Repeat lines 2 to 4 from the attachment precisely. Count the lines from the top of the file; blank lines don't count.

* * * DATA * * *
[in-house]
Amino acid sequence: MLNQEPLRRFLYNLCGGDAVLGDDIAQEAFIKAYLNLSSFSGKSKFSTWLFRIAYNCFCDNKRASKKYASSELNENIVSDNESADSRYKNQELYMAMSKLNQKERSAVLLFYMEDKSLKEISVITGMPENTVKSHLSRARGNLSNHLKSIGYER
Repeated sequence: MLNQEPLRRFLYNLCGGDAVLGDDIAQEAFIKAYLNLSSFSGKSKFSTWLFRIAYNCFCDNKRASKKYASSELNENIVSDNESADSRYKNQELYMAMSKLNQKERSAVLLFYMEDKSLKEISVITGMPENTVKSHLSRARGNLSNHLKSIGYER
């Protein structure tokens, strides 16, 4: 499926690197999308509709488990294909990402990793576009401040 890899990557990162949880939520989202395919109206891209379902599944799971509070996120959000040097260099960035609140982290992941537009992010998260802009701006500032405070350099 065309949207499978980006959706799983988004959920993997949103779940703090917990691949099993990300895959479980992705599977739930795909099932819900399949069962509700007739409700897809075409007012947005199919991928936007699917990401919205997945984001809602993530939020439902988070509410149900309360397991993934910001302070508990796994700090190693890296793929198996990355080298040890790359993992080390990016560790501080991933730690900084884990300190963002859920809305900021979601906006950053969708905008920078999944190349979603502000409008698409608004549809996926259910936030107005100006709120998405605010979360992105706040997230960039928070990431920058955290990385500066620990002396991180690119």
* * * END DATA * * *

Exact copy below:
Amino acid sequence: MLNQEPLRRFLYNLCGGDAVLGDDIAQEAFIKAYLNLSSFSGKSKFSTWLFRIAYNCFCDNKRASKKYASSELNENIVSDNESADSRYKNQELYMAMSKLNQKERSAVLLFYMEDKSLKEISVITGMPENTVKSHLSRARGNLSNHLKSIGYER
Repeated sequence: MLNQEPLRRFLYNLCGGDAVLGDDIAQEAFIKAYLNLSSFSGKSKFSTWLFRIAYNCFCDNKRASKKYASSELNENIVSDNESADSRYKNQELYMAMSKLNQKERSAVLLFYMEDKSLKEISVITGMPENTVKSHLSRARGNLSNHLKSIGYER
């Protein structure tokens, strides 16, 4: 499926690197999308509709488990294909990402990793576009401040 890899990557990162949880939520989202395919109206891209379902599944799971509070996120959000040097260099960035609140982290992941537009992010998260802009701006500032405070350099 065309949207499978980006959706799983988004959920993997949103779940703090917990691949099993990300895959479980992705599977739930795909099932819900399949069962509700007739409700897809075409007012947005199919991928936007699917990401919205997945984001809602993530939020439902988070509410149900309360397991993934910001302070508990796994700090190693890296793929198996990355080298040890790359993992080390990016560790501080991933730690900084884990300190963002859920809305900021979601906006950053969708905008920078999944190349979603502000409008698409608004549809996926259910936030107005100006709120998405605010979360992105706040997230960039928070990431920058955290990385500066620990002396991180690119």